How to Avoid the Top 5 Common Mistakes Graphic Designers Make

Don’t feel bad if you recognize yourself in any of these mistakes, be them related to spell checking, wrong typography choice or too many vector graphics. Almost all graphic designers out there committed them at least once in their career. Let us see what these mistakes are and how to avoid them.

1. Failing to Understand the Brief

This could happen if the brief is…to brief, or worded in an abstract manner. Sometimes, the client, trying to be helpful, adds a lot of explanations, examples that make things worse, in fact. Never take for granted the fact that you are pretty sure you know what the client means.

The best solution for avoiding this mistake is to talk to the client, be in constant communication and ask for feedback. Once you have outlined your general idea for the design, the client will tell you if this is what he has in mind or not. And as you progress with your work, make sure you get feedback for every stage of the project.

2. Wrong Typography Choices

Some fonts are trendy at a certain period. The trend will last for a summer or half a year – at the maximum. Then your client has to live with an outdated font that has no relevance for the brand or business. If you want to understand what we mean, just check the logo rebranding for Gap and AT&T, which are already included in the designers’ hall of shame.

The best way to avoid this is to disregard current trends and search for a font that truly represents the brand and is timeless. For instance, BBC has the same logo font for 17 years, and it doesn’t look outdated.

3. Too Many Stock Photos

Over-abusing royalty free images will make your work look sloppy. It makes you look like a lazy person who pasted together ready made images, added some effects in Photoshop and that’s it. It is understandable that a client will complain that he didn’t get value for his money.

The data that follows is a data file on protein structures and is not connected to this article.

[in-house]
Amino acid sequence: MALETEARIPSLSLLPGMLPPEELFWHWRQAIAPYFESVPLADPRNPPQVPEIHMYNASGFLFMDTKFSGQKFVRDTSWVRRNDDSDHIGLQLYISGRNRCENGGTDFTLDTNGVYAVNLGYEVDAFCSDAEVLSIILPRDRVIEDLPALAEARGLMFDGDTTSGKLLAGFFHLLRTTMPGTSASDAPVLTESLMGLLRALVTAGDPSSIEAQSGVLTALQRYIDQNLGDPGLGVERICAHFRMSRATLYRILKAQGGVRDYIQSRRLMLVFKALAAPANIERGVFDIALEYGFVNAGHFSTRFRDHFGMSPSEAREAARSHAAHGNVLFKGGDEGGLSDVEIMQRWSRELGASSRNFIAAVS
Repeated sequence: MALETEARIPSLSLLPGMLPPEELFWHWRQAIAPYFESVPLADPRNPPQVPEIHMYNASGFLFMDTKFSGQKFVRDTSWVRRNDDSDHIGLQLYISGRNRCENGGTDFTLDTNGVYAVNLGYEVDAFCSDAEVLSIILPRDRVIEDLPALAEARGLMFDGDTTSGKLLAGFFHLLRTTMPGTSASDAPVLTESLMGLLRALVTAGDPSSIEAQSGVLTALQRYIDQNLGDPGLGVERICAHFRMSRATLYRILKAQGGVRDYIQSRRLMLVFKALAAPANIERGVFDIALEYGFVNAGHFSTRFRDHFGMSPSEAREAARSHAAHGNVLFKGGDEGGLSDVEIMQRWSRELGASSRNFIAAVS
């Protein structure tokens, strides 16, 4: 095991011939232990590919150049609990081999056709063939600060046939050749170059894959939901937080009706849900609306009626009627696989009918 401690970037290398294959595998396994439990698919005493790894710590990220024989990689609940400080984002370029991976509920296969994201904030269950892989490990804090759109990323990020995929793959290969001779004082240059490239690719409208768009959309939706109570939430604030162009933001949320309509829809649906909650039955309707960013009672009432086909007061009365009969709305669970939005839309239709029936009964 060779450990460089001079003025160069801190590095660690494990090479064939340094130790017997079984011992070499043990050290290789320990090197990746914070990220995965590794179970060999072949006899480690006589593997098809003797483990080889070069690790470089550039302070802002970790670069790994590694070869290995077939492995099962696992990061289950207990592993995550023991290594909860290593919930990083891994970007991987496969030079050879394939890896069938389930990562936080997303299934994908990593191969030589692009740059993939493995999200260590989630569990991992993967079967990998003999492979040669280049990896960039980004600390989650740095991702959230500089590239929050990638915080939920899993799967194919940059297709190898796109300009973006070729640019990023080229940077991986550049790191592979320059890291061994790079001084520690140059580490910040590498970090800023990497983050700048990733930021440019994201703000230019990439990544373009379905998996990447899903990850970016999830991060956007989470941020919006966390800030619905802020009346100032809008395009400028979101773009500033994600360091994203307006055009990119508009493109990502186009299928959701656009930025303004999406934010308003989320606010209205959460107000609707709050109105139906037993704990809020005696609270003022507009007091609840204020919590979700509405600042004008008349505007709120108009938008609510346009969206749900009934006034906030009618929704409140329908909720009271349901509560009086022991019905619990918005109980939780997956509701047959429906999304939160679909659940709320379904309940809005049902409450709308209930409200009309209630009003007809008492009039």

Avoid creating a bad reputation by using stock images only when they are required by the client, or when you truly believe that including that image will convey your vision on the design brief. Also, don’t purchase the image from the best known stock image websites. Chances are, that image is included in tens or hundreds of other designs already. Instead, you could select thematic vector graphics and adapt them to give the overall image an original look and save you a lot of design time. Check out our Vector Graphics online store, we have plenty of options to choose from.

4. Forgetting to Proofread

Spell checkers are a great aid, but they can only help you in terms of misspelled words. They will not spot a correctly spelled word used in the wrong context. The most common mistakes revolve around words like “their”, “there” and “they’re”, each meaning something different.

This mistake can be easily avoided if you read every bit of text before sending the final design to the client.

5. Not Saving in the Correct Format

We will be brief on this one: CMYK for print and RGB for web. Always. No exceptions. Plus, remember issues such as bleed, trim and safety areas when you design for print.

Now, these being said, we hope that your work will get to higher quality standards and we are looking forward to hearing how you overcame other issues regarding clients’ demands, vector graphics mistakes and logo redesigns.

You might also like reading

  • jmcgraphics

    Item 4: Yeah, proofreading. When I’m rushed I have tendency to “look it over” rather than “look it thru”, which means, when it comes back I can’t charge it is an author alteration, whether copy or graphics. As for Item 1, I have to draw a line between “what they ask for” as opposed to “what they really want”. That is my maxim.

    The bulk of my work is telecommute. Some of my customers have a knack for sending instructions in “text-ese”, using abbreviations that mean zilch to me, or using half-complete or “clipped” sentences that are perfectly clear to them, but no one else. How can I tell them that diplomatically, without sounding “superior” or “testy”. Clear communication is vital. I always ask for briefs or instructions in writing, unless we are F-2-F. Then I take notes. When finished, I read my notes back to them, for any further clarification.

Ionut B
Digital Art Director with an innovative creative thinking able to translate ideas and concepts into useful and memorable interactive marketing campaigns.

Do you like our Blog? Please spread the word :)